This ancient confession, “confess with your lips that Jesus is Lord,” considered in Paul’s culture, carries some extra meaning. First, this confession uses the word Lord or κύριος in Greek. This word was reserved for three things: (1) the Roman Emperors, (2) Greek Gods, or (3) as a reference to God’s divine name. To associate κύριος with Jesus, meant that if you were Jewish, you trusted Christ as your messiah, if you were a gentile, you ceased worshiping the emperor as κύριος, Lord. It was an acknowledgment that Jesus Christ was uniquely superior to anyone else. It was a public declaration of belief in the martyred and resurrected Jesus Christ. This was a big deal. It was against the law to worship anybody other than the Roman Emperor, the Greek Gods, or God as defined by ancient Judaism. Stepping outside of these bounds could be political and social catastrophe. At a time when the Roman Empire expected unquestioning loyalty, the early Christians were declaring allegiance to the Messiah, Jesus Christ. So first, this confession is an early declaration of identity.
Second, the questions that come to my mind when I read this confession and these verses are what is belief? What is being saved? And the final question…is confession all that is required of us?
So, what does it mean to “believe?” I had to ask myself if this is different than what it means to have “faith?” Or what does it mean to “know?” So of course, I googled it. And wouldn’t you know, there is a website, by Julie Redstone that has some pretty good answers to these questions!
First regarding knowing, Julie Redstone tells us:
To experience something is to know it. …Here is a common example of our knowing something: When the sun shines on our skin we feel warmth. We don’t need anyone else to tell us what we feel. We know that we feel something we call ‘warmth’. In relation to the sun, we have an ease with our knowing since others share our experience and can understand it.
Regarding belief, she tells us:
We believe things with our minds. Beliefs are ideas. They are concepts. They give us a picture of reality that others can agree with or disagree with. Beliefs are thoughts that can be put into words and these words can be communicated to others. Beliefs, however, are not absolute truths. They are opinions about reality, not reality itself.
And regarding faith, she says:
Having faith in something is different than [belief]. Faith, in a spiritual sense, does not have to do with relative truths but with absolute truths – truths that exist for all time…Unlike beliefs which are of the mind, faith is not just of the mind but of the heart as well…Faith combines our heart’s wish and our mind’s belief into an inner affirmation that the possible is real. Faith is the affirmation of this reality.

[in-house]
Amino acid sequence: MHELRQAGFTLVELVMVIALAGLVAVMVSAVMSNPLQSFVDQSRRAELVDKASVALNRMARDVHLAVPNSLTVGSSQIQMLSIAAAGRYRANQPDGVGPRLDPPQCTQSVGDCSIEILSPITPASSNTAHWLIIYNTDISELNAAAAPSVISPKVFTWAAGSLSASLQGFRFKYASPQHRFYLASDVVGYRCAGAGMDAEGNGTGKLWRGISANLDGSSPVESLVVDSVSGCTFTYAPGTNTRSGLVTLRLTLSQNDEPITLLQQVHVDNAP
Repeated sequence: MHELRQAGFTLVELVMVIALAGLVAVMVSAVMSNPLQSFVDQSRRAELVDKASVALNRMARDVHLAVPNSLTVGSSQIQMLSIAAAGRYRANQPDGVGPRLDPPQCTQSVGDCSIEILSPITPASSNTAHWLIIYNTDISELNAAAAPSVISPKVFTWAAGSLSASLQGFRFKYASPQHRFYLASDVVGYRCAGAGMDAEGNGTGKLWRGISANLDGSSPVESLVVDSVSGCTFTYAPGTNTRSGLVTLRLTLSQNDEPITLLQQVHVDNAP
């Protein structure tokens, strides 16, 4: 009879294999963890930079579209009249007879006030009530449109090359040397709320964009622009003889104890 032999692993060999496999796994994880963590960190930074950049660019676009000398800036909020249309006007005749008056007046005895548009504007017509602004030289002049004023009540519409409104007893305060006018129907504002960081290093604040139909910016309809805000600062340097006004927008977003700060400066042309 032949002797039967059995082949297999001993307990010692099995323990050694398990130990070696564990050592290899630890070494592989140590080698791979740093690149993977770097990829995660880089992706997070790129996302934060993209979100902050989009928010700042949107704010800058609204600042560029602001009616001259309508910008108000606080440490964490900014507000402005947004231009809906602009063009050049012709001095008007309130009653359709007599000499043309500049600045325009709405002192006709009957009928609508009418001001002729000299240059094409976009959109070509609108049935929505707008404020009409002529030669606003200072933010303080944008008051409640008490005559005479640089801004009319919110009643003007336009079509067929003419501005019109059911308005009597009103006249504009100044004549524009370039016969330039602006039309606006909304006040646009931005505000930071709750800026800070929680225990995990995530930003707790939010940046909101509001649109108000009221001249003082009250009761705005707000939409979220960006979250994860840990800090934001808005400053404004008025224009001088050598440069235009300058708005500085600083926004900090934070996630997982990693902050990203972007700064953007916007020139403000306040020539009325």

I think that our biblical translation fails us just a bit here. I looked up the Greek dictionary definition for the word, πιστεύω which is translated belief and it says: “to believe to the extent of complete trust and reliance…to have faith in.” I think Paul might be happier if we chose the word faith rather than belief here. After all, in verse 10, Paul says, “for you believe with the heart.” Belief here is the exact same word used earlier, πιστεύω. Faith. We are to have complete trust and reliance that Jesus is the messiah and that he was raised from the dead. That is what it means to believe. Please note that there is nothing that we can do to create faith. Faith is a complete gift from God; all we have to do is open ourselves.
Having faith, complete trust and reliance, leads to a discussion of what trusting and relying upon Jesus means. For me, it means that I trust in Jesus to guide me. And when I choose a place to identify with, it is Matthew 25:
Come, you that are blessed by my Father, inherit the kingdom prepared for you from the foundation of the world; 35 for I was hungry and you gave me food, I was thirsty and you gave me something to drink, I was a stranger and you welcomed me, 36 I was naked and you gave me clothing, I was sick and you took care of me, I was in prison and you visited me.’
This is solid ground for me. Reliable. Trustworthy. It touches my heart and my head and speaks to me of who Jesus is and what I know of God.
Next, what does it mean to be confess and be saved? I find it infinitely fascinating that the same word for saved is related to the word healed. So there is this linking of salvation and healing. What does it mean to be healed? Paul tells us that through confessing that Jesus is Lord, we are saved. Is that really all there is to it? Not quite. When I think of confession, I generally think of a confidential confession to a pastor or priest. Is the only trick to be healed, to being restored to right relationship with God, saying this confession to a trusted pastor? I don’t think so.